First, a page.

So rather than dwell on the dreary days of January, plan a getaway. Even if it’s just a weekend away, you’ll feel refreshed. And Blue Monday will be just another day.

When Your Employees Hate Their Job

“Choose a job you love, and you will never have to work a day in your life,” Confucius said. Unfortunately, a majority of workers have no love for their jobs, and 18 percent worldwide describe themselves as “actively disengaged,” according to a recent Gallup survey of 5.4 million working adults.

In the United States, 30 percent claim to be engaged at work, higher than many countries, particularly New Zealand, where 62 percent describe themselves at not engaged at work.

But let’s not congratulate ourselves. That means that 70 percent of our workers describe themselves as non-engaged or actively disengaged. In their article, “Half Your Employees Hate Their Job,” Tom Gardner and Morgan Housel used an excellent analogy to describe the situation.

“Imagine a 10-person bicycle. This means that three people are pedaling, five are pretending to pedal, and two are jamming the brakes. That’s you, corporate America.”

Other troubling results came from a survey done by Bain & Associates Company with Netsurvey, which analyzed responses from 200,000 employees in 60 countries and found the following:

• Engagement scores decline as employee tenure increases. Employees with the deepest knowledge of the company, and the most experience, typically are the least engaged.

• Scores decline at the lowest levels of the organization, suggesting that senior executive teams likely underestimate the discontent on the front lines.

• Engagement levels are lowest in sales and service functions, where most interactions with customers occur.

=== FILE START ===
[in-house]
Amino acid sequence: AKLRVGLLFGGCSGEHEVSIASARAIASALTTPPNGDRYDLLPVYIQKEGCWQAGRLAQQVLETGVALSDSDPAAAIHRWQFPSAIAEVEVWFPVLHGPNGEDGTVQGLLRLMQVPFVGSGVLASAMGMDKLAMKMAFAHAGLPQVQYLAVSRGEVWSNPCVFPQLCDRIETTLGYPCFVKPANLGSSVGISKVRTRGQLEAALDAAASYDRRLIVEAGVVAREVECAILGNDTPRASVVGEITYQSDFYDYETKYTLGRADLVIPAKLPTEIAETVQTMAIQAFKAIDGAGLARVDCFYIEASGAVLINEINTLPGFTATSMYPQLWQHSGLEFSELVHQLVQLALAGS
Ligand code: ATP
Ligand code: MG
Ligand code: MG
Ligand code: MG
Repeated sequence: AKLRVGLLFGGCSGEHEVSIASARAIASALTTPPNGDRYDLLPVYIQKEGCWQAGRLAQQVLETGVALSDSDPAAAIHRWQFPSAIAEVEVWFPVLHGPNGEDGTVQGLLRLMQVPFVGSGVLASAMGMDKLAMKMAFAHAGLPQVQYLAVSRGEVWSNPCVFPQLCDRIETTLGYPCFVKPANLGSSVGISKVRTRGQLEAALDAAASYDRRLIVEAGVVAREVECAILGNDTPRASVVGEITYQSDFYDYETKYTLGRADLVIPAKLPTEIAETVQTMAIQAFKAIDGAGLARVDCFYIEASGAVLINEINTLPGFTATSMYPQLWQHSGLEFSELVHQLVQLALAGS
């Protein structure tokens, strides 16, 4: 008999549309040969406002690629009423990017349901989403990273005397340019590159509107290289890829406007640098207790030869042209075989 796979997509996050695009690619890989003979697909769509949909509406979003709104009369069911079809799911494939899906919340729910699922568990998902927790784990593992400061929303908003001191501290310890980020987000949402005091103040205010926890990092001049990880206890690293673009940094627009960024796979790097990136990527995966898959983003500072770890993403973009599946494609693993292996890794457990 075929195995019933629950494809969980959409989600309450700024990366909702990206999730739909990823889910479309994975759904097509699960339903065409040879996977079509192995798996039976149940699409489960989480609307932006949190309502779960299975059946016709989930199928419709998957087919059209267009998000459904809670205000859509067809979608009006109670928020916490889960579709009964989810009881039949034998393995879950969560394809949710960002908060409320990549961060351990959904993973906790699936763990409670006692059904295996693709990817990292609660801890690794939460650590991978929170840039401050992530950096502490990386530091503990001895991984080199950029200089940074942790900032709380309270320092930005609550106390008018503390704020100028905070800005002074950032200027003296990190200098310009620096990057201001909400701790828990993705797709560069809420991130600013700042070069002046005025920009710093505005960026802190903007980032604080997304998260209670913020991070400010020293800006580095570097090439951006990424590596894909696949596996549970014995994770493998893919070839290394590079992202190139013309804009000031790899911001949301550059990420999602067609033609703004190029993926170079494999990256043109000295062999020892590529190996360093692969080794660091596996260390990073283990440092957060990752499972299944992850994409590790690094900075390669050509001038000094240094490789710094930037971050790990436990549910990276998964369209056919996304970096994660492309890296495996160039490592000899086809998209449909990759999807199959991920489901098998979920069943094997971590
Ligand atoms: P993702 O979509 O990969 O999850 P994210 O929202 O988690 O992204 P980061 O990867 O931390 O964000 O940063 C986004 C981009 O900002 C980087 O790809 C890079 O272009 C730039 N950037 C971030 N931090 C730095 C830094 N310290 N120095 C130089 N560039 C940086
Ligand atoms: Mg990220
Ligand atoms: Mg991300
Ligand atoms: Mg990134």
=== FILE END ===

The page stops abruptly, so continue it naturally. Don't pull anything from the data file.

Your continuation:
No good news there, right? But there are things you can do to engage your employees, which leads to better morale and increased productivity.

In an article in Harvard Business Review, “The Four Secrets to Employee Engagement,” Rob Markey has suggestions that include have the supervisors lead the engagement efforts, train them on how to talk candidly with their employees and have them conduct short, frequent and anonymous line surveys to stay in touch with how things are going.

Supervisors should also ask employees on the front line how they can improve service to customers. “The companies that regularly earn high employee engagement tap that knowledge by asking employees how the company can earn more of their customers’ business and build the ranks of customer promoters,” Markey wrote.  “And they don’t just ask; they also listen hard to the answers, take action, and let their employees know about it.”

Housel and Gardner, who is also co-founder of The Motley Fool, had suggestions that include letting go of vacation and sick pay policies. Make your office someplace people would actually like to spend time — have meditation classes, install treadmill desks, let them go on Facebook and ESPN at work without feeling like they are cheating.

One intriguing suggestion they had is to let employees write their own job descriptions. The company learns where the passions of its employees are and if possible, can incorporate some of what they want to be doing to what they are actually doing.

Isn’t it worth the effort to get more people pedaling on your team? Your company needs to do whatever it can to get those people who are jamming the brakes or just pretending to pedal to start contributing to the group effort.

In my next column, I’ll write about some companies that have taken even more radical steps to make sure they have a more engaged work force. And I’ll share with you my top tips to engage your employees.